Jazz for aficionados

Jazz for aficionados

I'm going to review records in my collection, and you'll be able to decide if they're worthy of your collection. These records are what I consider "must haves" for any jazz aficionado, and would be found in their collections. I wont review any record that's not on CD, nor will I review any record if the CD is markedly inferior. Fortunately, I only found 1 case where the CD was markedly inferior to the record.

Our first album is "Moanin" by Art Blakey and The Jazz Messengers. We have Lee Morgan , trumpet; Benney Golson, tenor sax; Bobby Timmons, piano; Jymie merrit, bass; Art Blakey, drums.

The title tune "Moanin" is by Bobby Timmons, it conveys the emotion of the title like no other tune I've ever heard, even better than any words could ever convey. This music pictures a person whose down to his last nickel, and all he can do is "moan".

"Along Came Betty" is a tune by Benny Golson, it reminds me of a Betty I once knew. She was gorgeous with a jazzy personality, and she moved smooth and easy, just like this tune. Somebody find me a time machine! Maybe you knew a Betty.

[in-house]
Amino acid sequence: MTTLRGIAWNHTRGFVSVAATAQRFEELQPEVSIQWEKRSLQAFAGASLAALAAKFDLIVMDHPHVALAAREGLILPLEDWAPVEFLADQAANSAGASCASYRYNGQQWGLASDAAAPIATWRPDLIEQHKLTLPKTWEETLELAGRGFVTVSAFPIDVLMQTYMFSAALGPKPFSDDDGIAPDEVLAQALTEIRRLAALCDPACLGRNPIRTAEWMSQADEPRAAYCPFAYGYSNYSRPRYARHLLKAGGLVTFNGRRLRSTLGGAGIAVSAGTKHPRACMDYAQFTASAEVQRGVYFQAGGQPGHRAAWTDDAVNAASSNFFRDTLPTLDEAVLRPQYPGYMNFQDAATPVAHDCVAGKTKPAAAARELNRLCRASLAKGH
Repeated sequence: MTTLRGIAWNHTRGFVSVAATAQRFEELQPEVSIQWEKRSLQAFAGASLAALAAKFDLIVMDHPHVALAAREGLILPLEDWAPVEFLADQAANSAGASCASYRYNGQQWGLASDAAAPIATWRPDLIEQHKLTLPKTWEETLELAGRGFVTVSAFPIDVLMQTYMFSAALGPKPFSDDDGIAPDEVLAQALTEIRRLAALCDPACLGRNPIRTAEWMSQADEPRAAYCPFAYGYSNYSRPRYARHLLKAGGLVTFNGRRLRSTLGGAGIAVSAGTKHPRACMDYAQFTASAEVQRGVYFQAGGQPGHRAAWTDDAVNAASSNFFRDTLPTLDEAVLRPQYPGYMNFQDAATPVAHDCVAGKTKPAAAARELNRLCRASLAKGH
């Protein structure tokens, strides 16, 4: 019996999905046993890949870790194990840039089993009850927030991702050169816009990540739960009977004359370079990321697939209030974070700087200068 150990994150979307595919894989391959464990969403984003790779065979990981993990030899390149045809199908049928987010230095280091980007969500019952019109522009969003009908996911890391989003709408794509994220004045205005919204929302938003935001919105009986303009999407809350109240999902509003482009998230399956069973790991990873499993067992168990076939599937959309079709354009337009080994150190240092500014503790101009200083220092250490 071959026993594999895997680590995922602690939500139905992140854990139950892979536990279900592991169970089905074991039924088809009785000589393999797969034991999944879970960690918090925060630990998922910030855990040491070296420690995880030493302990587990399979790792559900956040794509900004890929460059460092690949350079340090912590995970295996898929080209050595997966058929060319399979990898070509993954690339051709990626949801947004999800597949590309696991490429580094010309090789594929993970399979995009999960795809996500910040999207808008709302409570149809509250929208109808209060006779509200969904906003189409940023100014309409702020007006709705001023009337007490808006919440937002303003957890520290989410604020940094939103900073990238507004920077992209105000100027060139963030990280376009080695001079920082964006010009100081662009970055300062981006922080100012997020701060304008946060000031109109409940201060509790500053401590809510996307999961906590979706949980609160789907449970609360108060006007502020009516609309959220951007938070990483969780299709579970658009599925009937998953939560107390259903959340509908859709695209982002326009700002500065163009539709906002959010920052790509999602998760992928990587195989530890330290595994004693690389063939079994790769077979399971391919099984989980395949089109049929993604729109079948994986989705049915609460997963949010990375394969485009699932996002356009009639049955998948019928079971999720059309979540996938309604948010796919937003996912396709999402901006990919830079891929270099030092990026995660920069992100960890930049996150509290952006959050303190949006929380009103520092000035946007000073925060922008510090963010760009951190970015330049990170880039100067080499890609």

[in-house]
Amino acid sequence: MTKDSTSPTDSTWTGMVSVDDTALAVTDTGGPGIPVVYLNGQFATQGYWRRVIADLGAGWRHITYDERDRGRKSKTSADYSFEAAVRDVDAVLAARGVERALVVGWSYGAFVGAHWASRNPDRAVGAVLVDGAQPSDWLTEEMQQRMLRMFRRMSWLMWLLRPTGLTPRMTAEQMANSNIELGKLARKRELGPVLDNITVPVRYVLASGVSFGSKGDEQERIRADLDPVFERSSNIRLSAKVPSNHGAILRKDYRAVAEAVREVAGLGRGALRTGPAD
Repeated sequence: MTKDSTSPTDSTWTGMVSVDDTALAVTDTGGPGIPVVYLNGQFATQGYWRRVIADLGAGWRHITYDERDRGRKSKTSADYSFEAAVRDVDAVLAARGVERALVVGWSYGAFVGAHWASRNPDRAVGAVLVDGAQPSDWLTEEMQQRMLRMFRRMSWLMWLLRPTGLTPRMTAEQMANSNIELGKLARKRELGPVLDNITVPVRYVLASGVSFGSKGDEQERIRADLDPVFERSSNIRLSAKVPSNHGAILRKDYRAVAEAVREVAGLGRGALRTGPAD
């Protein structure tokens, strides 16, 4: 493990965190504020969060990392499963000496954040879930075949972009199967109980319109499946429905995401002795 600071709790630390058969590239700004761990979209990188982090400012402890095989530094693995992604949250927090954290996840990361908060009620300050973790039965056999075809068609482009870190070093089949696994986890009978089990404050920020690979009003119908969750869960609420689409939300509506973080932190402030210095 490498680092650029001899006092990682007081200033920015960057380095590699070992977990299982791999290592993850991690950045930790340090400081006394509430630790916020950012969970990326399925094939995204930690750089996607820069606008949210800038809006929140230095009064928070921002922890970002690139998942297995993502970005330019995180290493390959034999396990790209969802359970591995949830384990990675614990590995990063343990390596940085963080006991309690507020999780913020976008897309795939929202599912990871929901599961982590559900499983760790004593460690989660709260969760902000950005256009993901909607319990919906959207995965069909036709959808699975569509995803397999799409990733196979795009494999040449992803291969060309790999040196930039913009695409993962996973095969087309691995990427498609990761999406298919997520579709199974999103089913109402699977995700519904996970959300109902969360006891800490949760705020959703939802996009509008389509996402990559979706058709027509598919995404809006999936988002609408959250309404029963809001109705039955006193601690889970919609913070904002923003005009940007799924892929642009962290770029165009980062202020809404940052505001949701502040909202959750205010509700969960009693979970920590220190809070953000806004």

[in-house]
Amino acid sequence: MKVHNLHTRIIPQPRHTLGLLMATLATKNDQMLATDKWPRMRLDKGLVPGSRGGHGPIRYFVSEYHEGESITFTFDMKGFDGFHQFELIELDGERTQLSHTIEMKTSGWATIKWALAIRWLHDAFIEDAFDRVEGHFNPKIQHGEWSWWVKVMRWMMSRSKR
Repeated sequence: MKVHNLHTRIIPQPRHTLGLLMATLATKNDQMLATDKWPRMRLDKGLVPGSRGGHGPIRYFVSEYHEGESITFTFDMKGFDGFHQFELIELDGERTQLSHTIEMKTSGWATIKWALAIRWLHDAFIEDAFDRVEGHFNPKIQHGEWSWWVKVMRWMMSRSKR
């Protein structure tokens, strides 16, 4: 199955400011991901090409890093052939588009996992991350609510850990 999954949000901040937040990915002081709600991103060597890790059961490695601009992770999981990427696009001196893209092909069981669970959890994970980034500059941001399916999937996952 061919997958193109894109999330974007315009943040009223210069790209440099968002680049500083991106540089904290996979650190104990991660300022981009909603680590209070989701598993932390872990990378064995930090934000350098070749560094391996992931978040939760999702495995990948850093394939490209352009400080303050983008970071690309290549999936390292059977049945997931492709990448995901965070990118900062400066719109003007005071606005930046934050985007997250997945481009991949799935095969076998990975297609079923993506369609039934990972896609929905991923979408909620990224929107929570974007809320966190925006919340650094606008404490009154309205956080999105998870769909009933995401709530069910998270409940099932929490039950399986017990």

While the rest of the music is just fine, those are my favorite tunes. Why don't you share your, "must have" jazz albums with us.

Enjoy the music.

Haven’t listened to Kind Of Blue in a while, so I found a 24/192 version of the Legacy Edition and all it does is bring out the faults in the original recordings. I wonder if Peter Jackson would like to have a wack at it?

@pjw81563 I don’t know Dan Weiss personally, but I know his playing and he is very very good.  He has a great rep.  One of the best young drummers and part of the very hot and creative Brooklyn Jazz scene.  

@frogman I figured you may have heard about Weiss, you and he being neighbors so to speak. And I agree with you about the Brooklyn Jazz Scene. Very hot indeed.

A man is as good as his reputation...


This short 45 minute Bill Evans documentary, created in 1964, is very interesting.

"Its much more important, Evans feels, to master fundamentals, both in theory, so that you understand what you're doing, and then in active practice developing ones musical muscles. Not just technical facility but also the brain connection with the arm muscles so to speak, developing that facility to the point where the subconscious mind can take over the basic mechanical task of playing, thus freeing the conscious mind to concentrate on the spontaneous development that distinguishes the best jazz...

Universal Mind of Bill Evans (1966 Documentary) - YouTube